With the rise in electrification comes a rise in vehicle development. The transition to electric vehicles isn’t as simple as swapping out a combustion engine for a battery-powered motor. Everything from the frame to the entire powertrain and even the interior of the car needs to be redefined and redesigned. An entirely new vehicle model in the automotive industry requires an immense amount of development work to ensure that each vehicle will function as intended for years to come.
Using Ford as an example, excluding EVs, they released the Ford Maverick in 2022 and the Ford Bronco in 2021. Prior to those two model releases the next most recent model release was in 2006 with the Ford Edge. In short, new model releases don’t happen frequently. Yet, this is exactly what will need to happen to electrify an entire fleet of US vehicles. All of this development work will accentuate the key barriers to vehicle development in the automotive industry. Long lead times and high tooling costs are the two primary reasons why it’s so challenging to develop EV prototype parts quickly.
The long lead times associated with tooling is a major hurdle for vehicle development. In the past lead times have been around 4-6 weeks for a small batch of molded parts. Today that number has ballooned to around 3-4 months. This drastic increase in lead times can be attributed to both supply chain uncertainty and a lack of skilled toolmakers, both of which are here to stay.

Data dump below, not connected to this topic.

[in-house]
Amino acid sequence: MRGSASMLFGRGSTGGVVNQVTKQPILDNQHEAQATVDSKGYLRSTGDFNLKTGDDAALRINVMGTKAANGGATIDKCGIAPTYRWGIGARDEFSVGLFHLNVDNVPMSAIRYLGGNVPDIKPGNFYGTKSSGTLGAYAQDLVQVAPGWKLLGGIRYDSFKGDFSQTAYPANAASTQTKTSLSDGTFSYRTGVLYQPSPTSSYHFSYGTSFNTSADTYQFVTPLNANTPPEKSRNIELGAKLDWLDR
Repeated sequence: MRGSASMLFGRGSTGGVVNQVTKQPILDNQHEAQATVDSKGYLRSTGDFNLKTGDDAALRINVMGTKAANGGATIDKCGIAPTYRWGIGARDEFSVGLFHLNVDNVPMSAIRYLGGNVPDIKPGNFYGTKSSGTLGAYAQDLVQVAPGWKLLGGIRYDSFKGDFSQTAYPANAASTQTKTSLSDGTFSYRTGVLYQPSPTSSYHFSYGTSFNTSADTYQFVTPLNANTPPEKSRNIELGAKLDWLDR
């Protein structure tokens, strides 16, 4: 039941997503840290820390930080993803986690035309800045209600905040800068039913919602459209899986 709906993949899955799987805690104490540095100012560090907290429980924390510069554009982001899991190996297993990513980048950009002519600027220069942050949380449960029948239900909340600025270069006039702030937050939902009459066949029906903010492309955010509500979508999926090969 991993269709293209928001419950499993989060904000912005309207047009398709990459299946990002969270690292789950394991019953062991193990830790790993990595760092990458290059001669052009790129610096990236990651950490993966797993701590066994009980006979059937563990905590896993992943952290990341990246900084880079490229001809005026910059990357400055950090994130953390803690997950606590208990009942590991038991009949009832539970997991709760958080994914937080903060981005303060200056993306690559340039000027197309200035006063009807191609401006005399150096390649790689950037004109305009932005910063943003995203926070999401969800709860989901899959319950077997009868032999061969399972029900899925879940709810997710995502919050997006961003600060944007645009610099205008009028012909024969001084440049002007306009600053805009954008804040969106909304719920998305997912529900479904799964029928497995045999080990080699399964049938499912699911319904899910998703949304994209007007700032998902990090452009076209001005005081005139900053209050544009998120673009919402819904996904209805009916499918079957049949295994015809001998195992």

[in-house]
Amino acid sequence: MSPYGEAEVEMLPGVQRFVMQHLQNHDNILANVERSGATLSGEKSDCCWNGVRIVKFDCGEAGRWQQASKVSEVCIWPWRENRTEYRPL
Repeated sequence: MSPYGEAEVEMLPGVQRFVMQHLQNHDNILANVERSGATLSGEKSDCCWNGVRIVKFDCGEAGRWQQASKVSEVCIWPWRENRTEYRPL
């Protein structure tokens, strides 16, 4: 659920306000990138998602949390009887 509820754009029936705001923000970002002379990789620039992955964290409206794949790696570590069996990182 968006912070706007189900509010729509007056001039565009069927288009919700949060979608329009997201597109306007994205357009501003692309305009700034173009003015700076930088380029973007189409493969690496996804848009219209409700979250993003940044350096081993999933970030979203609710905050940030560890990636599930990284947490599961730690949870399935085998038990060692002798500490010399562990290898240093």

The vehicle development cycle has a pretty fixed timeline of 2-5 years. This may seem like a long time, but when two iterations of a part can take up to six months, five years can go by incredibly fast. These long lead times can prevent proper iterations, turning optimal designs into just “good enough” to meet a deadline. Alternatively, these lead times may cause engineers to miss deadlines altogether which is unacceptable in today’s extremely competitive automotive industry.